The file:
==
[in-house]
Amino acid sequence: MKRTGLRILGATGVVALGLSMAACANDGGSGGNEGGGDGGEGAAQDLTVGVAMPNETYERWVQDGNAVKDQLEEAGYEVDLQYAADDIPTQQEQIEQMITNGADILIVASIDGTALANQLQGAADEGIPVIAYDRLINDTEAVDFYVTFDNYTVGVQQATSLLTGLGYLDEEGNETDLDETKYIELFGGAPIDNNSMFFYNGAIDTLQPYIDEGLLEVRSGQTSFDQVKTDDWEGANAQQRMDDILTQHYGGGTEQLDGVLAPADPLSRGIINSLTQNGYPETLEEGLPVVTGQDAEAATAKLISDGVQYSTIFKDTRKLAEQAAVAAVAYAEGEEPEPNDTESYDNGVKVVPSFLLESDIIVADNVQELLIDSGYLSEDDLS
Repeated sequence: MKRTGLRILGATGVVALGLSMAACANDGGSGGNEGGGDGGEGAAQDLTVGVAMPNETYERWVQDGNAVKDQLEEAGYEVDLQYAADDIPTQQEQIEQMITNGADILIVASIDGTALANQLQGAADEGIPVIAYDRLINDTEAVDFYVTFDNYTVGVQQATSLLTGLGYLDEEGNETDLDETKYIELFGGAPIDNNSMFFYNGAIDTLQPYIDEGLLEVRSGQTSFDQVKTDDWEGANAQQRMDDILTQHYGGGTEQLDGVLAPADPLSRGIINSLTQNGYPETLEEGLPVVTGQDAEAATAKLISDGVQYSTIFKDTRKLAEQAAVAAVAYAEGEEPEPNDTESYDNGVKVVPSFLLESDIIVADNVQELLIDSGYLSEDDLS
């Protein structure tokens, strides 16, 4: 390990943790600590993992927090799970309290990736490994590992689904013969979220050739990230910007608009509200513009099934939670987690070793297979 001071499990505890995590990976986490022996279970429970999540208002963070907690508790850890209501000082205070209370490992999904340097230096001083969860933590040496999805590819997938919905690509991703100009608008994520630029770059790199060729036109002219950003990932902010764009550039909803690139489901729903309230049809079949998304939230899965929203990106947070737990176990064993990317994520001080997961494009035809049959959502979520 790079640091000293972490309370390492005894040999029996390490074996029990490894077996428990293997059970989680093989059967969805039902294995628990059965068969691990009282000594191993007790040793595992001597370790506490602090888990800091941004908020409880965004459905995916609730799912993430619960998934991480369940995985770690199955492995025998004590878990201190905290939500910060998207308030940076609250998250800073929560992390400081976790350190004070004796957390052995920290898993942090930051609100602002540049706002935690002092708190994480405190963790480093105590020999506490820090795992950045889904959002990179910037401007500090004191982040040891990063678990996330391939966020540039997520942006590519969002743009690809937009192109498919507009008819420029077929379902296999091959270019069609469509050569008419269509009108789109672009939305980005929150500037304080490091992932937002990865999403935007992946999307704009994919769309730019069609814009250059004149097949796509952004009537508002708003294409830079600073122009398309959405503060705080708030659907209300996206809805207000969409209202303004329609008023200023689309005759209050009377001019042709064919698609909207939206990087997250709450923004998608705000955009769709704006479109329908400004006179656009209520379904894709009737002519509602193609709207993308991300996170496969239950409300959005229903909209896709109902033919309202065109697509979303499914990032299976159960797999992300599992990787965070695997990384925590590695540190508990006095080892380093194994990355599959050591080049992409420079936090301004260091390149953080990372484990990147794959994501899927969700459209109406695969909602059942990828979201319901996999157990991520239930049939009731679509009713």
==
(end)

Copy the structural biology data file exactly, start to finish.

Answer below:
[in-house]
Amino acid sequence: MKRTGLRILGATGVVALGLSMAACANDGGSGGNEGGGDGGEGAAQDLTVGVAMPNETYERWVQDGNAVKDQLEEAGYEVDLQYAADDIPTQQEQIEQMITNGADILIVASIDGTALANQLQGAADEGIPVIAYDRLINDTEAVDFYVTFDNYTVGVQQATSLLTGLGYLDEEGNETDLDETKYIELFGGAPIDNNSMFFYNGAIDTLQPYIDEGLLEVRSGQTSFDQVKTDDWEGANAQQRMDDILTQHYGGGTEQLDGVLAPADPLSRGIINSLTQNGYPETLEEGLPVVTGQDAEAATAKLISDGVQYSTIFKDTRKLAEQAAVAAVAYAEGEEPEPNDTESYDNGVKVVPSFLLESDIIVADNVQELLIDSGYLSEDDLS
Repeated sequence: MKRTGLRILGATGVVALGLSMAACANDGGSGGNEGGGDGGEGAAQDLTVGVAMPNETYERWVQDGNAVKDQLEEAGYEVDLQYAADDIPTQQEQIEQMITNGADILIVASIDGTALANQLQGAADEGIPVIAYDRLINDTEAVDFYVTFDNYTVGVQQATSLLTGLGYLDEEGNETDLDETKYIELFGGAPIDNNSMFFYNGAIDTLQPYIDEGLLEVRSGQTSFDQVKTDDWEGANAQQRMDDILTQHYGGGTEQLDGVLAPADPLSRGIINSLTQNGYPETLEEGLPVVTGQDAEAATAKLISDGVQYSTIFKDTRKLAEQAAVAAVAYAEGEEPEPNDTESYDNGVKVVPSFLLESDIIVADNVQELLIDSGYLSEDDLS
């Protein structure tokens, strides 16, 4: 390990943790600590993992927090799970309290990736490994590992689904013969979220050739990230910007608009509200513009099934939670987690070793297979 001071499990505890995590990976986490022996279970429970999540208002963070907690508790850890209501000082205070209370490992999904340097230096001083969860933590040496999805590819997938919905690509991703100009608008994520630029770059790199060729036109002219950003990932902010764009550039909803690139489901729903309230049809079949998304939230899965929203990106947070737990176990064993990317994520001080997961494009035809049959959502979520 790079640091000293972490309370390492005894040999029996390490074996029990490894077996428990293997059970989680093989059967969805039902294995628990059965068969691990009282000594191993007790040793595992001597370790506490602090888990800091941004908020409880965004459905995916609730799912993430619960998934991480369940995985770690199955492995025998004590878990201190905290939500910060998207308030940076609250998250800073929560992390400081976790350190004070004796957390052995920290898993942090930051609100602002540049706002935690002092708190994480405190963790480093105590020999506490820090795992950045889904959002990179910037401007500090004191982040040891990063678990996330391939966020540039997520942006590519969002743009690809937009192109498919507009008819420029077929379902296999091959270019069609469509050569008419269509009108789109672009939305980005929150500037304080490091992932937002990865999403935007992946999307704009994919769309730019069609814009250059004149097949796509952004009537508002708003294409830079600073122009398309959405503060705080708030659907209300996206809805207000969409209202303004329609008023200023689309005759209050009377001019042709064919698609909207939206990087997250709450923004998608705000955009769709704006479109329908400004006179656009209520379904894709009737002519509602193609709207993308991300996170496969239950409300959005229903909209896709109902033919309202065109697509979303499914990032299976159960797999992300599992990787965070695997990384925590590695540190508990006095080892380093194994990355599959050591080049992409420079936090301004260091390149953080990372484990990147794959994501899927969700459209109406695969909602059942990828979201319901996999157990991520239930049939009731679509009713």